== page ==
Here are two competing points of view about how quickly the TV industry is collapsing. The first comes from Henry Blodget over at Business Insider, who argues that TV industry trends mirror the collapse of the newspaper industry:
[L]ots of newspaper companies went broke or almost went broke. And the stock of The New York Times Company, the country’s premier newspaper, fell from $50 to $6. In other words, newspapers were screwed. It just took a while for changing user behavior to really hammer the business. The same is almost certainly true for television.
Former Blodget employee (and all-around great writer) Dan Frommer points out that market forces in the TV industry are drastically different:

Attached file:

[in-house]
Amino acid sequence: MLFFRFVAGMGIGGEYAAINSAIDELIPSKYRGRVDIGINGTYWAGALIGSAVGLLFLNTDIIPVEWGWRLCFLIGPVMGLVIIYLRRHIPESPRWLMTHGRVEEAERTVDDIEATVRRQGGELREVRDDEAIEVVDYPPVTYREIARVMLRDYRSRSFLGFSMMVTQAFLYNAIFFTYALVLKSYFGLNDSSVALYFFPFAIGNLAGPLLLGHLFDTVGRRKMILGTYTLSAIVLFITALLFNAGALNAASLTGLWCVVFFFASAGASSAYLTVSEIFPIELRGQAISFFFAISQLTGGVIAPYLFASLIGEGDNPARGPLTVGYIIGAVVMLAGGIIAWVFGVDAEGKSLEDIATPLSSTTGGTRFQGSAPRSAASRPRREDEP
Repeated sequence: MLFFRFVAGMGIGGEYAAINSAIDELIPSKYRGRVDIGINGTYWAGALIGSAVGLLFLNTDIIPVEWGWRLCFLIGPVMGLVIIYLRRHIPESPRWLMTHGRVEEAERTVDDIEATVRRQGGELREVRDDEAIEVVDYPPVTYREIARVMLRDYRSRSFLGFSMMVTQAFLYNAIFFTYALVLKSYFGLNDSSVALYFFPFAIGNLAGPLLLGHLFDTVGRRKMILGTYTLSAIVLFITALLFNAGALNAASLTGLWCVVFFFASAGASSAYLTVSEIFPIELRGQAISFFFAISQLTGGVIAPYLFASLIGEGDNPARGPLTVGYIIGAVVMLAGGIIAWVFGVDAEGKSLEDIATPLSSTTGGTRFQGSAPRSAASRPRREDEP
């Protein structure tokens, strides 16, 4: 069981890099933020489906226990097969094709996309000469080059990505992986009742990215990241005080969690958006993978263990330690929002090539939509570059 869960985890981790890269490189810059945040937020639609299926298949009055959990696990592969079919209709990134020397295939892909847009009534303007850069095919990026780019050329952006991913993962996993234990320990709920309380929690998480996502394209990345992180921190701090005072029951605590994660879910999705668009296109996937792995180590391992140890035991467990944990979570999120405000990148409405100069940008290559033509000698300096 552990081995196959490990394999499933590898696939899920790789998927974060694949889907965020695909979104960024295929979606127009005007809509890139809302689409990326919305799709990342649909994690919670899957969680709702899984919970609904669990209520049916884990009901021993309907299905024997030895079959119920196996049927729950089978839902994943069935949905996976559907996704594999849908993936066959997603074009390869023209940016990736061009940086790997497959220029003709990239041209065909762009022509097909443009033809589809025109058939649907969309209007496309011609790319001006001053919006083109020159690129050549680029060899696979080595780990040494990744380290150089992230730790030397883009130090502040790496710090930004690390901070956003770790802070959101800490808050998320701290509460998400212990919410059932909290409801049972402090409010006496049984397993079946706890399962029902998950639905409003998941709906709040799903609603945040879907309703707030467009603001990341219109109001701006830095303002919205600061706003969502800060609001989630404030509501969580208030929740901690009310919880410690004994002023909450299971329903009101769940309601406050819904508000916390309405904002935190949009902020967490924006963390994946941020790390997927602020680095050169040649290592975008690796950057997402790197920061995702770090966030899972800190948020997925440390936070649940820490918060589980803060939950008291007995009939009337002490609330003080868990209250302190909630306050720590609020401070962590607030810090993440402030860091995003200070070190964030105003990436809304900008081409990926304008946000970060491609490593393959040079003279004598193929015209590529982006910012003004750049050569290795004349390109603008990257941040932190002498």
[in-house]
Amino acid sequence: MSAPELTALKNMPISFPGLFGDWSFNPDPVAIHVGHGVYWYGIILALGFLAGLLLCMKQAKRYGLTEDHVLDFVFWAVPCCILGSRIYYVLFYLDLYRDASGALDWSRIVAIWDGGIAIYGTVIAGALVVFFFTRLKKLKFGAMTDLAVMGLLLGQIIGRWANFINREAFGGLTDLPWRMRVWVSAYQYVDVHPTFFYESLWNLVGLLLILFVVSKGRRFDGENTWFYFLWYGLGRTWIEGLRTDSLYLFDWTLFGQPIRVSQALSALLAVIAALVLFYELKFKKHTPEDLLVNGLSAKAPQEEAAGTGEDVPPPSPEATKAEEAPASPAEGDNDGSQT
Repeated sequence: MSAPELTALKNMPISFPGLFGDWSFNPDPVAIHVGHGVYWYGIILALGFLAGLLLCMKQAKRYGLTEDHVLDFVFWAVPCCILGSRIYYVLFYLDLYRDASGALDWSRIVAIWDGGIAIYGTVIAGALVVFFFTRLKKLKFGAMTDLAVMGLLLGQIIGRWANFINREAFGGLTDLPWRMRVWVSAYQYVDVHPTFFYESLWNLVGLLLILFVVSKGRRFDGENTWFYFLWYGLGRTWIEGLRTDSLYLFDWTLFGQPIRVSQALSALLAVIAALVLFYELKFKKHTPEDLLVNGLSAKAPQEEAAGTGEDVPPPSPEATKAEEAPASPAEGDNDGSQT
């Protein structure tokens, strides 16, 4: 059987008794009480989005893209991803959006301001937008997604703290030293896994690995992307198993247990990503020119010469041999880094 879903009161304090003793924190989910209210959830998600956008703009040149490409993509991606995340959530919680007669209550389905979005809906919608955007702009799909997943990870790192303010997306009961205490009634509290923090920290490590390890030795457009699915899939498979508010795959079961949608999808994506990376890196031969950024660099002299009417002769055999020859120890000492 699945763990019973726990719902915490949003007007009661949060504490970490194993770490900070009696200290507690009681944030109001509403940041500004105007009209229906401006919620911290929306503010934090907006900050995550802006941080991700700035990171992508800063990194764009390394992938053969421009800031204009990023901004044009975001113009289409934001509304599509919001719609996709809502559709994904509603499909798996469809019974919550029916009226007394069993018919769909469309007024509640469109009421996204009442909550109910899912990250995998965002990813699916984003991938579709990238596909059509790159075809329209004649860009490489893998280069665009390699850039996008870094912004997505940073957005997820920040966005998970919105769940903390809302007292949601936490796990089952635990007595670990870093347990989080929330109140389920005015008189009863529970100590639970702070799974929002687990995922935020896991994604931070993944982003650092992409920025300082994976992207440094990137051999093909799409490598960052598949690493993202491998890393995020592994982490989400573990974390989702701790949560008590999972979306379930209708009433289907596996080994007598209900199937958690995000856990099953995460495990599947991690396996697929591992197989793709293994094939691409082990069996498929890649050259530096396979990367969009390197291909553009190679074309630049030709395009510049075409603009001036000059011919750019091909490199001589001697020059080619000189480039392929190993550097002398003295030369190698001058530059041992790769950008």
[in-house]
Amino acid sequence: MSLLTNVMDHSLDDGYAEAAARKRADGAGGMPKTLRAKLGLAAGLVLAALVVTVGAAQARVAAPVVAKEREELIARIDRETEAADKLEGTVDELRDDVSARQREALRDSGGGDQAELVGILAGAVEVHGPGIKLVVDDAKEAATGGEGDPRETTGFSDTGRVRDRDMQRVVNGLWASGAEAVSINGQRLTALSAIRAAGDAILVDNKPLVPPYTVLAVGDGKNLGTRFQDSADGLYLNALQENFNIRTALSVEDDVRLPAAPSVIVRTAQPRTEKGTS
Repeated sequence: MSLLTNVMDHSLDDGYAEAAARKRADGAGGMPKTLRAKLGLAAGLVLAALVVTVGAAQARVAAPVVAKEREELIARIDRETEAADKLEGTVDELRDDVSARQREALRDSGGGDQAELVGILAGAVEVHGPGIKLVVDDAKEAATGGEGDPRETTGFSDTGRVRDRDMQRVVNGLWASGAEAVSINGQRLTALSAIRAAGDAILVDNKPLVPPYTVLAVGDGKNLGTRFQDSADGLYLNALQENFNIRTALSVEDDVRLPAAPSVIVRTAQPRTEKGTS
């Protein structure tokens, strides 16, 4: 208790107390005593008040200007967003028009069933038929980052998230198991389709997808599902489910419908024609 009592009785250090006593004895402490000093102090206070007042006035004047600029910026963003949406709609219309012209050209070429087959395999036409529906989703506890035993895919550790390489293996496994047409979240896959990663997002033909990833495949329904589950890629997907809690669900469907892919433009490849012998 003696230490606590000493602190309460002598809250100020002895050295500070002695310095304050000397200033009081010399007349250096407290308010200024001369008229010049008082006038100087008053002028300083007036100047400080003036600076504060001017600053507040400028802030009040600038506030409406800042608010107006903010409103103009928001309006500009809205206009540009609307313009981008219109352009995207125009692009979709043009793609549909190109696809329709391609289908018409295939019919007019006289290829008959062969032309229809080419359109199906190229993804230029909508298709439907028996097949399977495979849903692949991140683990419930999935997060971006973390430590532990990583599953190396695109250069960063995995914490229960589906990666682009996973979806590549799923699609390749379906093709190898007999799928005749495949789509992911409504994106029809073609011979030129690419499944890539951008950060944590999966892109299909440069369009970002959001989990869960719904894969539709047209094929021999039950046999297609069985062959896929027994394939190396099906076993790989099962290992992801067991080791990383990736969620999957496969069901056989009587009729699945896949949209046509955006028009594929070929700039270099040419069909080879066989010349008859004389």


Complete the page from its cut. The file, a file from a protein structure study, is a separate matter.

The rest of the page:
The reality is that, yes, the TV industry will change over time. Some of today’s winners will become tomorrow’s losers, and new entrants may grow to dominate. But barring some unforeseen technical or creative revolution, it’s going to happen a lot slower than you think. It is easy to complain that the cable/telco/satellite-dominated TV distribution system is inefficient, too expensive, or “ripe for disruption”, and many do. But that model is actually still very strong.
I tend to agree with Frommer here. Yes, the way we watch TV will soon change forever. But the entrenched forces are so intense that they aren’t going to go away nearly as quickly. Just look at how HBO has recently had to fight off willing payers with a stick. It will more likely be a slow and painful decline. Look forward to it.